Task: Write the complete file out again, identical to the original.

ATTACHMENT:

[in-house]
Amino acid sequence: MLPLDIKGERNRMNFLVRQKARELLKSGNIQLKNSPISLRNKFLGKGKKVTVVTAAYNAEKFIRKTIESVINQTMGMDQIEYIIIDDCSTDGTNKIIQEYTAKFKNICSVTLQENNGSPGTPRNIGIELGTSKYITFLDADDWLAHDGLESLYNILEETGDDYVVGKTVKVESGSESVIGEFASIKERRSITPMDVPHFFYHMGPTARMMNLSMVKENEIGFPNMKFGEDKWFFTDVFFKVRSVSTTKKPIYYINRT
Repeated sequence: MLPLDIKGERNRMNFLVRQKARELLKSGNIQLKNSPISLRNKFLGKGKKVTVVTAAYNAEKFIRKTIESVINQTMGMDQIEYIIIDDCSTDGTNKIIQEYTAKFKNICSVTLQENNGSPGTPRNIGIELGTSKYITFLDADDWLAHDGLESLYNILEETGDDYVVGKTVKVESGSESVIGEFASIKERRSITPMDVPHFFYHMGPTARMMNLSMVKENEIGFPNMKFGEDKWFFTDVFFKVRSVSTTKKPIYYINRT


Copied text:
[in-house]
Amino acid sequence: MLPLDIKGERNRMNFLVRQKARELLKSGNIQLKNSPISLRNKFLGKGKKVTVVTAAYNAEKFIRKTIESVINQTMGMDQIEYIIIDDCSTDGTNKIIQEYTAKFKNICSVTLQENNGSPGTPRNIGIELGTSKYITFLDADDWLAHDGLESLYNILEETGDDYVVGKTVKVESGSESVIGEFASIKERRSITPMDVPHFFYHMGPTARMMNLSMVKENEIGFPNMKFGEDKWFFTDVFFKVRSVSTTKKPIYYINRT
Repeated sequence: MLPLDIKGERNRMNFLVRQKARELLKSGNIQLKNSPISLRNKFLGKGKKVTVVTAAYNAEKFIRKTIESVINQTMGMDQIEYIIIDDCSTDGTNKIIQEYTAKFKNICSVTLQENNGSPGTPRNIGIELGTSKYITFLDADDWLAHDGLESLYNILEETGDDYVVGKTVKVESGSESVIGEFASIKERRSITPMDVPHFFYHMGPTARMMNLSMVKENEIGFPNMKFGEDKWFFTDVFFKVRSVSTTKKPIYYINRT